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Game Lighting Model
Question submitted by (30 July 2000)
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|If you were going to make a space shoot-em up like like Wing Commander or Descent Freespace, what would be the most approriate lightning model to use? And why?|
There are two choices here: "looks good" and "realism". The former is the
easiest... just start playing with stuff until you're happy with the way it looks.
Realism (or in this case, "game-level realism") is a bit different. Game-level realism would be something like standard Phong or Lambert illumination, combined with Gouraud shading. The drawback to this is that without a bright light-source (a near-by star, for example) the objects in your scene will be practically unlit because all light sources would be too far away to illuminate the objects well enough to see clearly.
If there were a nearby star, all objects would only be lit from that direction. If approached from the other side, the objects would appear completely black (silhouetted against the bright star.) This can cause havoc in game-play, by not being able to see your enemies clearly. However, this might also add some depth to the game play, by forcing your player to attack from a specific direction (i.e. with the star to his back) or by using instrumentation (or the force, or...) Otherwise, they would be forced to attack by shooting at the black-on-black silhouettes that block out distant stars as they fly by. Could make for some interesting game play, but be careful when walking that thin line separating "frustrating" and "challenging."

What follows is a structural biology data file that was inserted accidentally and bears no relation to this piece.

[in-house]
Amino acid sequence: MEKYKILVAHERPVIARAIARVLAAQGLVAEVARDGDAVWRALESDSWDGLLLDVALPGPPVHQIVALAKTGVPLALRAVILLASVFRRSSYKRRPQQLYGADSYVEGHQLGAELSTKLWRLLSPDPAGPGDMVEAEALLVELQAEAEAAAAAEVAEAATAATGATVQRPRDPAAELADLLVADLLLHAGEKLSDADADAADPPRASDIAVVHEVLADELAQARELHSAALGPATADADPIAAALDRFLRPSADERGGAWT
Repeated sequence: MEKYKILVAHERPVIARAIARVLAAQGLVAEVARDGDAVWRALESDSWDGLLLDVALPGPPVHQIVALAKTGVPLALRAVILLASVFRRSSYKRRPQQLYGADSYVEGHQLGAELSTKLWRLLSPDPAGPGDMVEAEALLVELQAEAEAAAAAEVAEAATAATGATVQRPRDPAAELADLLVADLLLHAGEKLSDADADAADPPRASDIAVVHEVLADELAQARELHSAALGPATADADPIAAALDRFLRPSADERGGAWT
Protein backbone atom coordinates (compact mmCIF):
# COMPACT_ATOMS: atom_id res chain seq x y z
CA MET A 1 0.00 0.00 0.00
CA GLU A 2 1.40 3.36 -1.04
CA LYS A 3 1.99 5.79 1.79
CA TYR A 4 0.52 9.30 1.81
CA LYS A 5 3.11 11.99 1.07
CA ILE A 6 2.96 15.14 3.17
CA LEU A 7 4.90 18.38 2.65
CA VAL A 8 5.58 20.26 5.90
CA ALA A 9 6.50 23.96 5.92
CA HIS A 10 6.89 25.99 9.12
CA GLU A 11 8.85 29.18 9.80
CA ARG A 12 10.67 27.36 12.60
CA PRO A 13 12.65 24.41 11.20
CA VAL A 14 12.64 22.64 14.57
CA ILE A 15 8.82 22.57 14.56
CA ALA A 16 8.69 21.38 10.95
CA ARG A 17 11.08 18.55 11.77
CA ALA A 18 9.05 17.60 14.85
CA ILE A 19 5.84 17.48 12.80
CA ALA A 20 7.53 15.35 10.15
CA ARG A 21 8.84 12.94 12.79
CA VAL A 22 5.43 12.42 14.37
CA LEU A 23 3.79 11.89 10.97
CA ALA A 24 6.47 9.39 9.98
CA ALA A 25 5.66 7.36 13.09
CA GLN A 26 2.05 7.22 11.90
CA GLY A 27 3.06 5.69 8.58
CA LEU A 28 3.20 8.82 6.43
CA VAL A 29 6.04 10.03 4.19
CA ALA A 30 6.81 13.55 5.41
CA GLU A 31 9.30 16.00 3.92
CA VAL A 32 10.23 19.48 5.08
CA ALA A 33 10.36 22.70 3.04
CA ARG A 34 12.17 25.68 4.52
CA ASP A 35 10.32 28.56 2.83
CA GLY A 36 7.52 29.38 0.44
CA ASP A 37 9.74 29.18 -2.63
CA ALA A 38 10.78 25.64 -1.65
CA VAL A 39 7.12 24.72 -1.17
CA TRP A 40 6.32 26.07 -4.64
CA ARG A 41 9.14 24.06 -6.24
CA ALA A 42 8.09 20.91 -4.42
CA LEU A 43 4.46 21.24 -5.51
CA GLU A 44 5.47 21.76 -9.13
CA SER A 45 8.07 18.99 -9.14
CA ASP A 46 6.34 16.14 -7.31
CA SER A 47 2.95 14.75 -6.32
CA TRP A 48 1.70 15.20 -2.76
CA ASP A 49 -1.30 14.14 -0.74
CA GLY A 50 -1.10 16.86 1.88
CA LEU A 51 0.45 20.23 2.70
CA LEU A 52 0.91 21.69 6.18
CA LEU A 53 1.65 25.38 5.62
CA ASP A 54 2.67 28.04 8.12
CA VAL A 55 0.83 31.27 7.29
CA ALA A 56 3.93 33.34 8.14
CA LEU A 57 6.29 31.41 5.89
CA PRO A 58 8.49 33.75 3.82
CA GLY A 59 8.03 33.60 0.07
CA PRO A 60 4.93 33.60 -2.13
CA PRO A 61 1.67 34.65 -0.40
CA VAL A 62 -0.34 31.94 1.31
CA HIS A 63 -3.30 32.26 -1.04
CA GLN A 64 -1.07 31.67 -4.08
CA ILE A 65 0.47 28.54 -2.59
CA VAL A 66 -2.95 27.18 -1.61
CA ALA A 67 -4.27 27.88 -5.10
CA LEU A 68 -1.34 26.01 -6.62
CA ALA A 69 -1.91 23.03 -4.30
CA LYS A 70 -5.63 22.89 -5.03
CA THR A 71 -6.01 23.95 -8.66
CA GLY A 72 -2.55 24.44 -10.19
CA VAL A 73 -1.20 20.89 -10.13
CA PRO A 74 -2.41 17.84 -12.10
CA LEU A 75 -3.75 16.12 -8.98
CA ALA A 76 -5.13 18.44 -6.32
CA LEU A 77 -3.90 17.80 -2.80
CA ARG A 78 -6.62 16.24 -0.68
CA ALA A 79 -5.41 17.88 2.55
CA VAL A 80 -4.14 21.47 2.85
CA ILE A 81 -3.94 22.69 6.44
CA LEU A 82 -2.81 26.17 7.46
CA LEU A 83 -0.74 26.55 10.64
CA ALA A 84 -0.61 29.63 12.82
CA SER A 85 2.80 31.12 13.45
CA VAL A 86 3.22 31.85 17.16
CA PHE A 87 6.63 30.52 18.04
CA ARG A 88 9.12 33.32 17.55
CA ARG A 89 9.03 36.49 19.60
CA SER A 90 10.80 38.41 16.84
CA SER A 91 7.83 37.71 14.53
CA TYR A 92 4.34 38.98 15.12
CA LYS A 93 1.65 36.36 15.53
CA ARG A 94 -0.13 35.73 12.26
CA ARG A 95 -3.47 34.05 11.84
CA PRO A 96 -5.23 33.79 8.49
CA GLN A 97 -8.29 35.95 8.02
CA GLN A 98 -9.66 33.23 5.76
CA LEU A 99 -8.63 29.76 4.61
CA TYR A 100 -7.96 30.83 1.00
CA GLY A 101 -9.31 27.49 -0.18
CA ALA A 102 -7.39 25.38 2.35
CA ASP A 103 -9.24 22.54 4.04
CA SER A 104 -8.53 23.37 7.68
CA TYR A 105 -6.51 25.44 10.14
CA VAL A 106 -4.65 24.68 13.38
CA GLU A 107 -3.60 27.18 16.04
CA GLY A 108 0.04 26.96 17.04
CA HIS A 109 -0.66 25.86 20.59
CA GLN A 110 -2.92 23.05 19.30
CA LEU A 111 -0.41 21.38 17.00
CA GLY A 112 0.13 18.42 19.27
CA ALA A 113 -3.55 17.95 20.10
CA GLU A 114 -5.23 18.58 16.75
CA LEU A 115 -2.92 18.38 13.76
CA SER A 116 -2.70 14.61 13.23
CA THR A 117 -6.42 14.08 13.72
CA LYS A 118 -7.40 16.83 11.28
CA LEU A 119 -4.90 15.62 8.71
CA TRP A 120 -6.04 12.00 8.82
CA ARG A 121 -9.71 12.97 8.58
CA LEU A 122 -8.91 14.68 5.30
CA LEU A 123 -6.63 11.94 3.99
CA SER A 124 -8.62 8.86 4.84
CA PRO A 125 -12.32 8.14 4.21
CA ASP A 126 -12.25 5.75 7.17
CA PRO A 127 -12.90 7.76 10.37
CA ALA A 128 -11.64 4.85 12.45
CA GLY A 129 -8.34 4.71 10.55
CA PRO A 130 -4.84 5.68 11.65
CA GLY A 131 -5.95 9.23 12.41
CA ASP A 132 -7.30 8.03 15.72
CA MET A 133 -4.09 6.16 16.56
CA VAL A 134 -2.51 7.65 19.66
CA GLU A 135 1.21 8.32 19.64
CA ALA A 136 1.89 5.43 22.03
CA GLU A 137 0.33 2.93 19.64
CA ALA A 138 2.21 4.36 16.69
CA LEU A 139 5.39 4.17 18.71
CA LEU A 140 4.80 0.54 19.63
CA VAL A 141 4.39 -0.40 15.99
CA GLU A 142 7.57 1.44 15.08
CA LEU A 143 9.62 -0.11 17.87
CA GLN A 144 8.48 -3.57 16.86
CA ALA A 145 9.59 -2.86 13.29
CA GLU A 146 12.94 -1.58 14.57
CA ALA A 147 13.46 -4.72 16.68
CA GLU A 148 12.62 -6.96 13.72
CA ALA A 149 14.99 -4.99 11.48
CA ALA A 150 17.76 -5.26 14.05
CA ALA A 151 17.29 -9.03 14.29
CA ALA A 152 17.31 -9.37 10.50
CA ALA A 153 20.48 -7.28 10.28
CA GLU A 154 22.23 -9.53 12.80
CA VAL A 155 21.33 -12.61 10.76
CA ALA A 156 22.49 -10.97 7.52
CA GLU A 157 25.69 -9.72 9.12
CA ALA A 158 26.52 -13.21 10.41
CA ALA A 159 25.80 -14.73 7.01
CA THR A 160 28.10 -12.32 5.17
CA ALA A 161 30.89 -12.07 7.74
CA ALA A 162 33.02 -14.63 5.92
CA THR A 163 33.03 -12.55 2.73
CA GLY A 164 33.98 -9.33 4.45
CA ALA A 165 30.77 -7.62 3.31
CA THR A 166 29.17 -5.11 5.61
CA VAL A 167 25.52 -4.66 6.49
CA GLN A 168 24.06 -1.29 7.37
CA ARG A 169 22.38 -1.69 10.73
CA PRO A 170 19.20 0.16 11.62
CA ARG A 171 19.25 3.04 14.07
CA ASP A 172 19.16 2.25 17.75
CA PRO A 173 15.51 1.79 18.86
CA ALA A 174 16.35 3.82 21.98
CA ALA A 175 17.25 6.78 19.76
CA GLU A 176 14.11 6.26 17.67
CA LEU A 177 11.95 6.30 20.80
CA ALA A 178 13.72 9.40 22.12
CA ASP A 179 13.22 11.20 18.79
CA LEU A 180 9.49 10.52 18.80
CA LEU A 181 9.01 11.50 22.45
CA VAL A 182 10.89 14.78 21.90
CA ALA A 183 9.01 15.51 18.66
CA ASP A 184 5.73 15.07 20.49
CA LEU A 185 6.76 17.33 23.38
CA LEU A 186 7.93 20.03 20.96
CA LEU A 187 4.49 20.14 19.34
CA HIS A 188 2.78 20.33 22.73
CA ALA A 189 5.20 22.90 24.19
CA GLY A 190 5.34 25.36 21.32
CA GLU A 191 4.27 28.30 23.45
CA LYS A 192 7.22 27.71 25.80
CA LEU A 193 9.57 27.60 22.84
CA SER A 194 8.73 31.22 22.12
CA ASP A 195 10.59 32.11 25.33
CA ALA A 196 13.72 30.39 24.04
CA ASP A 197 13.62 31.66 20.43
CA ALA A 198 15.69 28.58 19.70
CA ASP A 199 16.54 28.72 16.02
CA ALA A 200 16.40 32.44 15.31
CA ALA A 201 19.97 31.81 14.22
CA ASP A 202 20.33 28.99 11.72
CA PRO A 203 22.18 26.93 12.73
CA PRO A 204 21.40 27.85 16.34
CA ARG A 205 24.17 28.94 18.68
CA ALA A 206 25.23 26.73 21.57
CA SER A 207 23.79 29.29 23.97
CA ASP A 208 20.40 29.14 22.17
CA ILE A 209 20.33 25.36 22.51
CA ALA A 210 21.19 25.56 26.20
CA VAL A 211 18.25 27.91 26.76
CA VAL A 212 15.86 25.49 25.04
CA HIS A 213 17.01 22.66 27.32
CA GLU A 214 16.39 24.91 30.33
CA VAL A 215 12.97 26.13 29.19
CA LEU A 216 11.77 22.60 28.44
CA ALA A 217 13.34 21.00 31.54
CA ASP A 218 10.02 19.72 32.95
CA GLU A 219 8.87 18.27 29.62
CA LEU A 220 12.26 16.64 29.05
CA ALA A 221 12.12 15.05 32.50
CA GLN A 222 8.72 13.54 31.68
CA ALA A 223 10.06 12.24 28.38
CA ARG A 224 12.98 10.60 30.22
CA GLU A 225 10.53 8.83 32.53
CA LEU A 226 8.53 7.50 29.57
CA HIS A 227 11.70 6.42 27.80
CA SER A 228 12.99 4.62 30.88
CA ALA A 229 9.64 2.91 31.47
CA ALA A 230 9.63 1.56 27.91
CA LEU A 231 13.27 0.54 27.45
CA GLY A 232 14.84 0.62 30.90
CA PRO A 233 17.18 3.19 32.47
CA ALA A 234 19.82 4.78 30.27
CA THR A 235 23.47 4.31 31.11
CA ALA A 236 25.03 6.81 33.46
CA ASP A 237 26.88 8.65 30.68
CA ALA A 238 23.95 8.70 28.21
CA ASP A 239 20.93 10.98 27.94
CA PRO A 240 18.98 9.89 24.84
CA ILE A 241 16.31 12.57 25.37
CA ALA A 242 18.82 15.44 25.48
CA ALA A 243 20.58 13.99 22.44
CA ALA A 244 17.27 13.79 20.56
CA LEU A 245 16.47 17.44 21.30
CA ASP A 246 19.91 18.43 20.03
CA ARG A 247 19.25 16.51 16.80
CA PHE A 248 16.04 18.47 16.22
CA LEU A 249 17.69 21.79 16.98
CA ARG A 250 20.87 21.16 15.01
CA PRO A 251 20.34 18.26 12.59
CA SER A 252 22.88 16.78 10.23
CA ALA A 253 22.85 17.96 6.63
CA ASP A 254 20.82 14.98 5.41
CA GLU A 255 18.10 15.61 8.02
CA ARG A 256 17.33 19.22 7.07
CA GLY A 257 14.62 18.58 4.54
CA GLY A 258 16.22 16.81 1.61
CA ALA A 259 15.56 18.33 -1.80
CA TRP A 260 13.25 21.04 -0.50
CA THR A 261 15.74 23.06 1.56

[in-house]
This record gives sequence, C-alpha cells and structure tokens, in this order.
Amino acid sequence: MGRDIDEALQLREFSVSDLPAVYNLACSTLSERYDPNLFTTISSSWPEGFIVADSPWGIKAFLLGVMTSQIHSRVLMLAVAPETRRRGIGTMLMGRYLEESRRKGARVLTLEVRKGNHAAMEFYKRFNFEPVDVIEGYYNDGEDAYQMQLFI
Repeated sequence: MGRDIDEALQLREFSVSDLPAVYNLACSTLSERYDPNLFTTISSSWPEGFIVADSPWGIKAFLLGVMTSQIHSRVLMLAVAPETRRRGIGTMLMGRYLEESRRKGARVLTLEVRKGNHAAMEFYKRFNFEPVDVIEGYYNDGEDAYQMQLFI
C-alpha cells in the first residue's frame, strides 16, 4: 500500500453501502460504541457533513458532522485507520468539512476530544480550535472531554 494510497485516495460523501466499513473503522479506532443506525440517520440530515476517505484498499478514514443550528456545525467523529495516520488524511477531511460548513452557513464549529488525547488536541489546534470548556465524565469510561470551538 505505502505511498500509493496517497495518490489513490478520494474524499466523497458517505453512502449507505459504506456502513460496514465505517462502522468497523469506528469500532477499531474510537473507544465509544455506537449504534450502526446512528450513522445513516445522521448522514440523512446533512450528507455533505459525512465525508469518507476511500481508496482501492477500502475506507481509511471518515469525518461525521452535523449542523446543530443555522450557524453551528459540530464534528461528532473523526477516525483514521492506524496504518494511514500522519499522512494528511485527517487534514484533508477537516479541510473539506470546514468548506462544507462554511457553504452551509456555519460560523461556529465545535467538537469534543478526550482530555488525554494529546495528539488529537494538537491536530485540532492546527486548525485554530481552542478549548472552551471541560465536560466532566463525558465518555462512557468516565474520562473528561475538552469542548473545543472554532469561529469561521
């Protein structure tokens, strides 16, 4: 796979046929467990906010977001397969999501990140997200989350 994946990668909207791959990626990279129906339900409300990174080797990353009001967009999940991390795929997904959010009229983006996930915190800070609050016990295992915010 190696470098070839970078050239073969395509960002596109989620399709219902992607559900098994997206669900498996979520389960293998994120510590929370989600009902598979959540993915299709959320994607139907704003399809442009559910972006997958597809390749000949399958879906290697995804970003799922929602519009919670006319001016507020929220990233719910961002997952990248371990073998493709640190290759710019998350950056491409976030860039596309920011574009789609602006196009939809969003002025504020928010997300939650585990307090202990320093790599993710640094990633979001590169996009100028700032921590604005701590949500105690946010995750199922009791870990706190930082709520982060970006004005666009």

In reality, polygons facing away from the light source would not be completely unlit. Often times, ambient lighting is employed to avoid the complete lack of illumination. For earthly scenes, this is almost acceptable, because ambient lighting is a quick hack that tries to account for the complex interactions of light bounding from surface to surface (this is where Global Illumination and things like Radiosity come into play.) However, in space this interaction is greatly decreased because there are so few objects close enough to make a noticeable difference. The exception to this might be a group of ships traveling in formation. In this case, there would be enough interaction to make a difference. Fortunately, this can be easily calculated by making each object a spotlight that points toward the primary light source in the scene (and a sharp falloff.) This would simulate the light bounding off of an object -- a quick hack that could easily be mistaken for real time radiosity. Though this is a bit of a hack, the results should be much closer to reality than the over-simplistic effects gained by ambient lighting.
Also, don't forget about those distant stars -- they do account for some illumination, just not much. If your outer universe of stars is relatively evenly distributed, then it would be perfectly acceptable to add a few extra percent of illumination globally (i.e. ambient light), but just a little!
Response provided by Paul Nettle
This article was originally an entry in flipCode's Ask Midnight, a Question and Answer column with Paul Nettle that's no longer active.